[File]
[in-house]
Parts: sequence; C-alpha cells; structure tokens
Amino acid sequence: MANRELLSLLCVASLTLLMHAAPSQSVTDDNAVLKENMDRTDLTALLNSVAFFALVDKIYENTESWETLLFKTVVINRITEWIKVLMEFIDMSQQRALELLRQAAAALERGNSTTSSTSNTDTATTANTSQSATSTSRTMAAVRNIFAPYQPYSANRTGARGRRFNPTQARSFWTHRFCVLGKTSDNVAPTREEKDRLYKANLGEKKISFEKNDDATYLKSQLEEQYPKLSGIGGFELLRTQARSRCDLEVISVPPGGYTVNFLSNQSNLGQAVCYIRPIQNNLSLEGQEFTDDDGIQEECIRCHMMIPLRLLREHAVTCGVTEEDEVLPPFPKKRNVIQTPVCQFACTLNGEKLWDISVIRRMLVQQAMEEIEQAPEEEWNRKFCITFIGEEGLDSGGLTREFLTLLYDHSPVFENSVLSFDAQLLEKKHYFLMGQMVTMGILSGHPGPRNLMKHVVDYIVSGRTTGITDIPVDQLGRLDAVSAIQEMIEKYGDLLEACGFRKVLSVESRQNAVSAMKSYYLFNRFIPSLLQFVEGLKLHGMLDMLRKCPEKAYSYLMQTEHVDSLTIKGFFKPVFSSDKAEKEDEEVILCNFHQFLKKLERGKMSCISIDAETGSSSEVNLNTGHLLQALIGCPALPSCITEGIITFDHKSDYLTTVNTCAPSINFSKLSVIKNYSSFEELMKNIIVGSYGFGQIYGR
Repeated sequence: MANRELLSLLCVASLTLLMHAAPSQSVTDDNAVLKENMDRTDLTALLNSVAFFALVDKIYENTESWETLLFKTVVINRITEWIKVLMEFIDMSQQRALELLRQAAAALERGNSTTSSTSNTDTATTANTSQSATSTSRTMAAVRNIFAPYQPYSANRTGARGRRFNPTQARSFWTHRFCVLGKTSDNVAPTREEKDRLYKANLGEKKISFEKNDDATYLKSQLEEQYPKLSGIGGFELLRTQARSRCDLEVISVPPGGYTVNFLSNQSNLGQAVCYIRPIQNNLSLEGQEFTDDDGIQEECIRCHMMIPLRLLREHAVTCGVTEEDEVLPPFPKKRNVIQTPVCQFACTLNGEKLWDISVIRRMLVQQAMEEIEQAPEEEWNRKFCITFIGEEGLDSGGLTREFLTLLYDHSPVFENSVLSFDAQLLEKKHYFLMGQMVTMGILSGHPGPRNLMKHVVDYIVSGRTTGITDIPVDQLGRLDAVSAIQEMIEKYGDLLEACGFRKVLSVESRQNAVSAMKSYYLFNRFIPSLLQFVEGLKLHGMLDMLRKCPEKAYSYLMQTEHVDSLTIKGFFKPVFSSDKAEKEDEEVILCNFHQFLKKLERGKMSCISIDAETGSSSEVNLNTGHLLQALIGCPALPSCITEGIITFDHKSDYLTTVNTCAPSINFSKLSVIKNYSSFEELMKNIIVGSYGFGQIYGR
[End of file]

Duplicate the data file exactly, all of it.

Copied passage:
[in-house]
Parts: sequence; C-alpha cells; structure tokens
Amino acid sequence: MANRELLSLLCVASLTLLMHAAPSQSVTDDNAVLKENMDRTDLTALLNSVAFFALVDKIYENTESWETLLFKTVVINRITEWIKVLMEFIDMSQQRALELLRQAAAALERGNSTTSSTSNTDTATTANTSQSATSTSRTMAAVRNIFAPYQPYSANRTGARGRRFNPTQARSFWTHRFCVLGKTSDNVAPTREEKDRLYKANLGEKKISFEKNDDATYLKSQLEEQYPKLSGIGGFELLRTQARSRCDLEVISVPPGGYTVNFLSNQSNLGQAVCYIRPIQNNLSLEGQEFTDDDGIQEECIRCHMMIPLRLLREHAVTCGVTEEDEVLPPFPKKRNVIQTPVCQFACTLNGEKLWDISVIRRMLVQQAMEEIEQAPEEEWNRKFCITFIGEEGLDSGGLTREFLTLLYDHSPVFENSVLSFDAQLLEKKHYFLMGQMVTMGILSGHPGPRNLMKHVVDYIVSGRTTGITDIPVDQLGRLDAVSAIQEMIEKYGDLLEACGFRKVLSVESRQNAVSAMKSYYLFNRFIPSLLQFVEGLKLHGMLDMLRKCPEKAYSYLMQTEHVDSLTIKGFFKPVFSSDKAEKEDEEVILCNFHQFLKKLERGKMSCISIDAETGSSSEVNLNTGHLLQALIGCPALPSCITEGIITFDHKSDYLTTVNTCAPSINFSKLSVIKNYSSFEELMKNIIVGSYGFGQIYGR
Repeated sequence: MANRELLSLLCVASLTLLMHAAPSQSVTDDNAVLKENMDRTDLTALLNSVAFFALVDKIYENTESWETLLFKTVVINRITEWIKVLMEFIDMSQQRALELLRQAAAALERGNSTTSSTSNTDTATTANTSQSATSTSRTMAAVRNIFAPYQPYSANRTGARGRRFNPTQARSFWTHRFCVLGKTSDNVAPTREEKDRLYKANLGEKKISFEKNDDATYLKSQLEEQYPKLSGIGGFELLRTQARSRCDLEVISVPPGGYTVNFLSNQSNLGQAVCYIRPIQNNLSLEGQEFTDDDGIQEECIRCHMMIPLRLLREHAVTCGVTEEDEVLPPFPKKRNVIQTPVCQFACTLNGEKLWDISVIRRMLVQQAMEEIEQAPEEEWNRKFCITFIGEEGLDSGGLTREFLTLLYDHSPVFENSVLSFDAQLLEKKHYFLMGQMVTMGILSGHPGPRNLMKHVVDYIVSGRTTGITDIPVDQLGRLDAVSAIQEMIEKYGDLLEACGFRKVLSVESRQNAVSAMKSYYLFNRFIPSLLQFVEGLKLHGMLDMLRKCPEKAYSYLMQTEHVDSLTIKGFFKPVFSSDKAEKEDEEVILCNFHQFLKKLERGKMSCISIDAETGSSSEVNLNTGHLLQALIGCPALPSCITEGIITFDHKSDYLTTVNTCAPSINFSKLSVIKNYSSFEELMKNIIVGSYGFGQIYGR